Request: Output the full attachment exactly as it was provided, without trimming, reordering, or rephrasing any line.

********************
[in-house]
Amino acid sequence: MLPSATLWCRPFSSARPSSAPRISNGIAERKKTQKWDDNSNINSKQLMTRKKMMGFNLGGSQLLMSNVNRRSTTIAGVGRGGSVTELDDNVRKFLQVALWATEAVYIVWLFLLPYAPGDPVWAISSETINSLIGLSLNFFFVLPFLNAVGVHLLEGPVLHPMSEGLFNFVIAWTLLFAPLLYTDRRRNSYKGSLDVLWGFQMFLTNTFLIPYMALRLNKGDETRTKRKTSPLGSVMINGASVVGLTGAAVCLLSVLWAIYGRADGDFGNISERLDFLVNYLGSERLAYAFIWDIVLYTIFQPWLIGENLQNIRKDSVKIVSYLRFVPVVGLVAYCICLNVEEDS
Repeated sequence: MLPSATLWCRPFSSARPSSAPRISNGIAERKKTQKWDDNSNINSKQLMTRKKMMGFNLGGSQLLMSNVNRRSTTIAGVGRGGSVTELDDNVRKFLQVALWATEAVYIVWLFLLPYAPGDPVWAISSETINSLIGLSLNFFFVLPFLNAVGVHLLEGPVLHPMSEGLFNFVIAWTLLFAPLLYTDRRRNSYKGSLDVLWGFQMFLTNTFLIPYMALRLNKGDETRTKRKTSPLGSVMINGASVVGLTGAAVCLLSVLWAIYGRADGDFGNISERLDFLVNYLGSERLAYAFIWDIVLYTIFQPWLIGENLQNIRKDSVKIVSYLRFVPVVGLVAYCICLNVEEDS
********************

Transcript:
[in-house]
Amino acid sequence: MLPSATLWCRPFSSARPSSAPRISNGIAERKKTQKWDDNSNINSKQLMTRKKMMGFNLGGSQLLMSNVNRRSTTIAGVGRGGSVTELDDNVRKFLQVALWATEAVYIVWLFLLPYAPGDPVWAISSETINSLIGLSLNFFFVLPFLNAVGVHLLEGPVLHPMSEGLFNFVIAWTLLFAPLLYTDRRRNSYKGSLDVLWGFQMFLTNTFLIPYMALRLNKGDETRTKRKTSPLGSVMINGASVVGLTGAAVCLLSVLWAIYGRADGDFGNISERLDFLVNYLGSERLAYAFIWDIVLYTIFQPWLIGENLQNIRKDSVKIVSYLRFVPVVGLVAYCICLNVEEDS
Repeated sequence: MLPSATLWCRPFSSARPSSAPRISNGIAERKKTQKWDDNSNINSKQLMTRKKMMGFNLGGSQLLMSNVNRRSTTIAGVGRGGSVTELDDNVRKFLQVALWATEAVYIVWLFLLPYAPGDPVWAISSETINSLIGLSLNFFFVLPFLNAVGVHLLEGPVLHPMSEGLFNFVIAWTLLFAPLLYTDRRRNSYKGSLDVLWGFQMFLTNTFLIPYMALRLNKGDETRTKRKTSPLGSVMINGASVVGLTGAAVCLLSVLWAIYGRADGDFGNISERLDFLVNYLGSERLAYAFIWDIVLYTIFQPWLIGENLQNIRKDSVKIVSYLRFVPVVGLVAYCICLNVEEDS